Well, I did want to review the release of Jet Set Radio in HD on my Xbox… Unfortunately, this occurred after Microsoft decided to block my online account meaning I couldn’t set up to buy any points. It has recently been pointed out that I can use a debit card on the credit card section of my Xbox. Well labelled Microsoft, well fucking labelled.
Anyway, as I had been beaten at the first hurdle, I decided that the only thing to do was pull out my Dreamcast and play the original version, but review it as if I was playing the new game. If Microsoft won’t let me play it, then I’m not going to review it fairly (two can play at this game). So here goes another completely unfair and totally biased review.
I’ll start by questioning the entire logic of this re-release. In case you are unaware (like everyone else on Earth), Jet Set Radio is a game that first appeared on the Dreamcast in 2000. This is back during the period when SEGA was actually releasing good and interesting games and before everything that they touched turned to fecal matter. The reason I question the logic behind this, is that no-one (possibly myself excluded) purchased the game the first time around. So why anyone would get it this time is beyond me.
It’s unfortunate that an original and interesting game wasn’t picked up by the audience. This had a lot to do with the generally poor choice of games on the Dreamcast and the fact that everyone who owned one had given up the fight by 2000 and moved onto a console with something more to offer. A Master System or NES for instance. The game is actually pretty good, but nevertheless has many niggling faults. The graphics are looking really dated to say that it’s now in HD (See what I did there, I’ve no idea how they look but I’m pretending I’m playing it on Xbox and I’m damn well sticking to it. Up yours Microsoft!) and the controls and camera can get the better of you on more than a few occasions. This really sticks out when you are challenged by an opponent and you’ll more often than not feel that luck helped you to win, not skill.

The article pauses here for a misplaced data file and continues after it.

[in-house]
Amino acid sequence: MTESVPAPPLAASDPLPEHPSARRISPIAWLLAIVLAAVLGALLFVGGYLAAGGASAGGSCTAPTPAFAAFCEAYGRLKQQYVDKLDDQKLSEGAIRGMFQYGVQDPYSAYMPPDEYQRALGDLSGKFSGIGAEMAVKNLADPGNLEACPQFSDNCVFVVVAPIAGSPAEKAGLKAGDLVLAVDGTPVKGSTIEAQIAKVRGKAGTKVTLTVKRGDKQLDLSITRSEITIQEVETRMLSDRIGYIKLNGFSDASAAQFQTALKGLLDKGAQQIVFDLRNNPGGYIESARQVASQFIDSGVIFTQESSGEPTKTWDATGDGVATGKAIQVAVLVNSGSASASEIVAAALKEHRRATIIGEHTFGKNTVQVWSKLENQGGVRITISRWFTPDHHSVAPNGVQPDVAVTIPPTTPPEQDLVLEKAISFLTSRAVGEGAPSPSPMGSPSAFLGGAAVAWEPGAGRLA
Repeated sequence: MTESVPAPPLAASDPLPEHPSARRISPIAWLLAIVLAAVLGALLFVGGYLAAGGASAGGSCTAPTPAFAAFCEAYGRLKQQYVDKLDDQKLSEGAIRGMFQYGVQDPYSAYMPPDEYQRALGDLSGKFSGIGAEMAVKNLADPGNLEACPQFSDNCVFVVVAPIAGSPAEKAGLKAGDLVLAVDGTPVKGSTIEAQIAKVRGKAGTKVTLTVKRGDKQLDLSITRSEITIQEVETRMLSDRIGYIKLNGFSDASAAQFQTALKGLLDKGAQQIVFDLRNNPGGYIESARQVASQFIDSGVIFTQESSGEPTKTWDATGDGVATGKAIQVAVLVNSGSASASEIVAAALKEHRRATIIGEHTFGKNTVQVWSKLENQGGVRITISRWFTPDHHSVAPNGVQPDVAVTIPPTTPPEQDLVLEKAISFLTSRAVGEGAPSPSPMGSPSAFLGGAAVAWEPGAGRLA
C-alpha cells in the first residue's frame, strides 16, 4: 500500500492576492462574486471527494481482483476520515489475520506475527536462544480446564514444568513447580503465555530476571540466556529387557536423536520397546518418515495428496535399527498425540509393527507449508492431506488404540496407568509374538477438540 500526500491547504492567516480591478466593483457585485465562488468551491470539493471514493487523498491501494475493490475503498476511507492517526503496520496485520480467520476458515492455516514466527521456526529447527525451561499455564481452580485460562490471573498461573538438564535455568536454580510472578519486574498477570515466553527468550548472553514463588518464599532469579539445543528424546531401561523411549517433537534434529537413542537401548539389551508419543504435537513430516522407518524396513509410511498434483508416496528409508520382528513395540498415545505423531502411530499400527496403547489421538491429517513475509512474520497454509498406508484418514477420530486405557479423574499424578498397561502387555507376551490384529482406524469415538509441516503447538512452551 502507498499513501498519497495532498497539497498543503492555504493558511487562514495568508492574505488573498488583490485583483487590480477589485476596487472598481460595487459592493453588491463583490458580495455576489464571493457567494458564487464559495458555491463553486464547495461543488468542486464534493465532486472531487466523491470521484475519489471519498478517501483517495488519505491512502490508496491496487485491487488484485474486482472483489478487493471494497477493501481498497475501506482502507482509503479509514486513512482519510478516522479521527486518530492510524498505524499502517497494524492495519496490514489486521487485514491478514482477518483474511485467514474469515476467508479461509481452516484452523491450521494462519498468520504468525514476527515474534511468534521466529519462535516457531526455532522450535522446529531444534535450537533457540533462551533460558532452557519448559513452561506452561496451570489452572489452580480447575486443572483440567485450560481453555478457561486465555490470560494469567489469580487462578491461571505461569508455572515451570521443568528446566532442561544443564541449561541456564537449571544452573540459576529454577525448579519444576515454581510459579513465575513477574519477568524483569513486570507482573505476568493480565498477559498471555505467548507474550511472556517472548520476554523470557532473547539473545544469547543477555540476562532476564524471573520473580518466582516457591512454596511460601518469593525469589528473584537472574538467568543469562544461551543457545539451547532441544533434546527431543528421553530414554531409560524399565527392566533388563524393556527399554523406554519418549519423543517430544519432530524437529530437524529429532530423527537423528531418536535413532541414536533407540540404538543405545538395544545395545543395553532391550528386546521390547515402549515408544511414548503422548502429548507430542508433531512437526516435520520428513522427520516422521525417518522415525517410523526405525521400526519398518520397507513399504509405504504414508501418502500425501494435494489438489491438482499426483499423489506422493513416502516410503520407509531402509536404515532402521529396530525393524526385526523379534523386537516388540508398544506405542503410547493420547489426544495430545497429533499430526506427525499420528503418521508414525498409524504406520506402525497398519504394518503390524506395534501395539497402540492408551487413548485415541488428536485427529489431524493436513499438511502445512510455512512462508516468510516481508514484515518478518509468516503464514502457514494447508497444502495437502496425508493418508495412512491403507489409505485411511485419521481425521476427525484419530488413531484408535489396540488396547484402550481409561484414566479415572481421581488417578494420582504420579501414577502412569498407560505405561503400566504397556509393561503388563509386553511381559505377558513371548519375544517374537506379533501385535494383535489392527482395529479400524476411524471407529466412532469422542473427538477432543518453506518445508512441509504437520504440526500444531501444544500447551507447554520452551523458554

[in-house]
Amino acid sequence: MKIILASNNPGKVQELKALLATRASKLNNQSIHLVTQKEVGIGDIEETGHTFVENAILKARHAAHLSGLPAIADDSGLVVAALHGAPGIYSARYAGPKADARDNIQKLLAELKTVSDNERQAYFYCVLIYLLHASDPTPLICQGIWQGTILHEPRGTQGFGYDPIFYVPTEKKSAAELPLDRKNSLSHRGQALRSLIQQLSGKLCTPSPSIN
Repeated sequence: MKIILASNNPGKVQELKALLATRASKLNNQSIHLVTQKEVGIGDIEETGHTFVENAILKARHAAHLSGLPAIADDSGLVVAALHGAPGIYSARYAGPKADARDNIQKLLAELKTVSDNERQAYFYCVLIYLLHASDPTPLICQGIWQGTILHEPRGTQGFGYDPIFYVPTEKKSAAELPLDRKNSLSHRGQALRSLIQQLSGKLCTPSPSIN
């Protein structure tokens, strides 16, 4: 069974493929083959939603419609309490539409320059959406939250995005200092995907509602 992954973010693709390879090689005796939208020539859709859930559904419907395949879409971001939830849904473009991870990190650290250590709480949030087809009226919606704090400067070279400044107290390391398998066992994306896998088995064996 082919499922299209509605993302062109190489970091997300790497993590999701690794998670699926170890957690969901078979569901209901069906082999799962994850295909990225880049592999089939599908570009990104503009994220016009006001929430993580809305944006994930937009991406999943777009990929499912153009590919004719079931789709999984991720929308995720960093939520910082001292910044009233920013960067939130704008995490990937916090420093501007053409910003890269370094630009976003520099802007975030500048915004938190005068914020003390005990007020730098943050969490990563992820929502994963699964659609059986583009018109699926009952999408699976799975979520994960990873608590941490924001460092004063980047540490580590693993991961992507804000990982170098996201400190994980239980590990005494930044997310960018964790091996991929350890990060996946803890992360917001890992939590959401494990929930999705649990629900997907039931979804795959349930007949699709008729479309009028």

On first play through you’ll find it almost impossible to complete the levels without some form of divination or a good set of tarot cards. Once you realise which bits to spray paint first and what to save for later, the game moves from nigh on impossible to just plain easy. On the plus side this adds some replay value, as does the incentive to get a better score which is actually surprisingly fun. If you’re really up for some torture, pick a character with very little health and watch as your controller flies across the room with rage and your heart beats to within an inch of its life as you run from the police.
The story is rather insane but it is played for laughs and amusement so it’s all very enjoyable. The only problem is that it’s all over so damn quickly. It stinks of trying to finish off a quick wank in the shower while someone’s banging on the door to get in the bathroom. It’s fun, but you’d rather have had some more you-time…
And that’s where this game falls down. It’s all very fun and exciting, but lots of small bugs and problems begin to mount up. Once you’re 3/4 of the way through you can no longer remember why you’re playing and will most likely give up under the weight of it all. Props to SEGA for trying something new though and with a bit of work they could have a damn good game here. It’s just a shame that they didn’t resolve all of the Dreamcast game’s problems before re-releasing it (Oh yes, one final reminder). It’s only 800 Microsoft points so maybe it’s worth a play. The chances are though that you’re only going to play it again if you did before. So save yourself some money and get the Dreamcast out of the cupboard and relive your youth.
Oh yeah. The music’s pretty funky too.